By Sahana Ghosh
Dhaka, (IANS) With a hoot and a honk, meandering through Dhaka’s famed traffic snarls, the legion of psychedelic rickshaws that are an essential part of Bangladesh’s capital have a new claim to fame – they ferried protestors for free from parts of the city to the site of the revolutionary Shahbag movement during its peak in February and March.
Thousands of protesters, mostly youths, had been staging protests in the Shahbag area from Feb 5 demanding capital punishment for Jamaat-e-Islami leader Abdul Quader Mollah and all others charged by the International Crimes Tribunal with committing genocide, war crimes and crimes against humanity during the 1971 Liberation War.
“It was our contribution to the movement…we brought people from areas in Dhaka to Shahbag for free. The protests were for justice and we stood by it,” Mohamad Mir Alam, a rickshaw-puller of Dhaka, told IANS.
It all began Feb 4 when Mollah flashed a victory sign after being sentenced to life imprisonment.
Terming the punishment “mild”, people from all walks of life, including youth, children, musicians, artists and writers, joined in the movement demanding death penalty for Mollah as well as other alleged war criminals.
The Shahbag area – the epicentre of the protests – has been now christened “Projonmo Chottor” (Generation Circle). A majority of the rickshaw pullers drove students from the Dhaka University campus to Projonmo Chottor.
“Most of the participants were students…and since the university is close…we brought them here during the gatherings that followed. I made four trips to Shahbag on one of the days,” said Alam.
In stark contrast, some made a conscious decision to avoid the area.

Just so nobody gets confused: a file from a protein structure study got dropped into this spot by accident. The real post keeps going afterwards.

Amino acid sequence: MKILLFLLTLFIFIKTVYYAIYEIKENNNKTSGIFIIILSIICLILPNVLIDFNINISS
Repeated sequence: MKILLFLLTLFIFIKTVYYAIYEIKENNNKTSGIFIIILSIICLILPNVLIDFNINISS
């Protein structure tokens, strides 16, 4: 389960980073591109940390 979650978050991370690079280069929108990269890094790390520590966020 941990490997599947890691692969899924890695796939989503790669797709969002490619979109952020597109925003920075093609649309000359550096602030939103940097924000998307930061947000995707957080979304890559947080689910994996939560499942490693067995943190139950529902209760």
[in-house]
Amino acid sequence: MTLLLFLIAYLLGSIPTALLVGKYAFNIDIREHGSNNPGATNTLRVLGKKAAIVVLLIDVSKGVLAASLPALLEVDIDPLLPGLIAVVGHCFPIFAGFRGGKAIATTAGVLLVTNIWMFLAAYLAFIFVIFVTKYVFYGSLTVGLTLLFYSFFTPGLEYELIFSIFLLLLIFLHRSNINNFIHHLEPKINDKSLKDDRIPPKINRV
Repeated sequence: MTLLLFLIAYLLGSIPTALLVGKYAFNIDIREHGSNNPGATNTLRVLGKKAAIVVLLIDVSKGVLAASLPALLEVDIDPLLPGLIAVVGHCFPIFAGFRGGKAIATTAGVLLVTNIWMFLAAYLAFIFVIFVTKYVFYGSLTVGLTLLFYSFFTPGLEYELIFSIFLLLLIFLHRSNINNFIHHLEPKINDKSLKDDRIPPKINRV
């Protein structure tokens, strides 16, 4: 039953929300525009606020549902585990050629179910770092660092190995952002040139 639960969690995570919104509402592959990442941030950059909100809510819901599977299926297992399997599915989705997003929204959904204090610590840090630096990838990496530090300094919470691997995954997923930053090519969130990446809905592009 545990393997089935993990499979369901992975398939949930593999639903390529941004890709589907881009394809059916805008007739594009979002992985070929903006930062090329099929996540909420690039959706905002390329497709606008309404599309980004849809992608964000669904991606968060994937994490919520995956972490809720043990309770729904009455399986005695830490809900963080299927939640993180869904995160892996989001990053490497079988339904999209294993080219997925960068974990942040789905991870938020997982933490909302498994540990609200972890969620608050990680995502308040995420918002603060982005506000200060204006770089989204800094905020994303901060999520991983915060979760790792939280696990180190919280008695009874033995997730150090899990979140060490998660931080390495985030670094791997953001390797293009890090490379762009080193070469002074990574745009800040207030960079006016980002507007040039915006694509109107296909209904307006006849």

“The whole area was blocked with people. If I had gone there I would have been stuck. So I didn’t go near that crossing,” Tareeq, a puller in the posh Gulshan-1 area of Dhaka told IANS.
On any ordinary day, these rickshaws give tough competition to the mushrooming snazzy fleet of imported vehicles, their size notwithstanding.
Despite the ever-increasing array of shiny cars, the rickshaws have held sway over the Hondas and Toyotas.
“The population keeps increasing, the cars keep increasing, but it hasn’t affected us. In fact, the number of rickshaws have also gone up proportionately,” Abdul, a rickshaw puller in Gulshan-1, told IANS.
Introduced in Dacca, as Dhaka was then called, in the 1930s to a population of around 60,000 people, these steely contraptions powered by muscular labour now serve a teeming metropolis of 15 million.
Crisscrossing through the swirling wave of humanity that is Dhaka, the brightly painted cycle rickshaws ferry the masses and the classes – one reason for their dominance. Commuters with laptops in hand can be seen sitting astride the mini chariots.
“We ferry passengers from all walks of life. People with good financial background as well as the lower middle class choose us,” Abdul explained, adding that the rickshaws are banned from plying on the main roads.
Motorised rickshaws were introduced in the capital a few years back but were recently discontinued.
“They used to run with a switch and had a motor beneath. But because the private car owners had issues with them, they were discontinued in Dhaka. They however still ply in the rural areas,” Abdul pointed out.
Despite being accused of crippling city traffic, commuters feel it is the “best option.”
“It is the best option for us as we need to cut through the traffic swiftly and they can move in the narrow lanes and alleys very well. It is fast and affordable,” said hotel employee Anwar.
Wazir Ahmed, another puller, said the rickshaws were popular because they were pollution-free.
“It is a pollution-free way of travelling and far better than other petrol or diesel-run cars,” Ahmed said.